Dwarf Games Come Home

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At the conclusion of the 2009 World Dwarf Games in Belfast, Northern Ireland, Amy Andrews was encouraged to put in a bid for Michigan to host the next event.

"We thought wouldn't it be cool to bring it back home to Michigan State where it started," said Andrews, president of the Dwarf Athletic Association of America.

And four years later, after three years of planning, the sixth World Dwarf Games are ready to open Saturday morning.

"It gives those athletes with dwarfism the opportunity to compete eye-to-eye," Andrews said. "And give them the opportunity to compete in those sports that they may not have made the team growing up based on their height and based on their limitations. This gives them the ability to do that."

Andrews is competing herself, as she did in Belfast where she won a gold medal. She is one of many participants who can clearly remember the roots of the Games. She was at the 1984 International Disabled Games, when the Little People of America Foundation was asked to take part.

The next year, East Lansing hosted the Cerebral Palsy/Les Autres National Games, the first instance of dwarf-only events. The Dwarf Games took off from there. The first world competition was held in 1993 in Chicago and has been held every four years since.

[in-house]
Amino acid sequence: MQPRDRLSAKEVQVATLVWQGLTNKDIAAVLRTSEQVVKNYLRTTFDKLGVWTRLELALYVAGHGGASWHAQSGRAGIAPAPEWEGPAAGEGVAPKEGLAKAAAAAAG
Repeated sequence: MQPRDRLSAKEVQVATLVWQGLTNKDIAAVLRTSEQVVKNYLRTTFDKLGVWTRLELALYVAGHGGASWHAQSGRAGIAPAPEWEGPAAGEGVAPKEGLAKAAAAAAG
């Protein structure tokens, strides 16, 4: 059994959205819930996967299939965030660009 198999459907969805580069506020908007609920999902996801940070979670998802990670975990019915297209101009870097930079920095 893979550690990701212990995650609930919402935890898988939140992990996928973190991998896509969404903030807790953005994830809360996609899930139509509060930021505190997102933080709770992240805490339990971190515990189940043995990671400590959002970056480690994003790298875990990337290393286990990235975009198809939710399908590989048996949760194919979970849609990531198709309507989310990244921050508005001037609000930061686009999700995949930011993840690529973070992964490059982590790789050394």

"It feels awesome, being here at Michigan State," said Allie Allemon, a competitor. "It feels cool. This is my town."

This year, athletes of all ages -- some as young as five -- will compete in any of 13 different events, from archery to volleyball and floor hockey to table tennis.

"It's equal competition versus being thrown into the average size world where everybody is always doing so much better than you are," said Collin O'Connell, who is competing for the first time this year. "And now you have a field you can actually compete in and have a fighting chance to win."

More than 500 participants from more than 25 countries are taking part, including Samantha Lilly, who flew 30 hours from Melbourne, Australia to be here.

"It's very exciting, very surreal," she said. "We've been counting down for years now. I remember when it was 72 weeks and it's tomorrow so it's very very exciting and almost hard to believe."

The World Dwarf Games open at 8 a.m. Saturday morning and run through August 10. All events are free and open to the public. A full schedule can be found at a link below.

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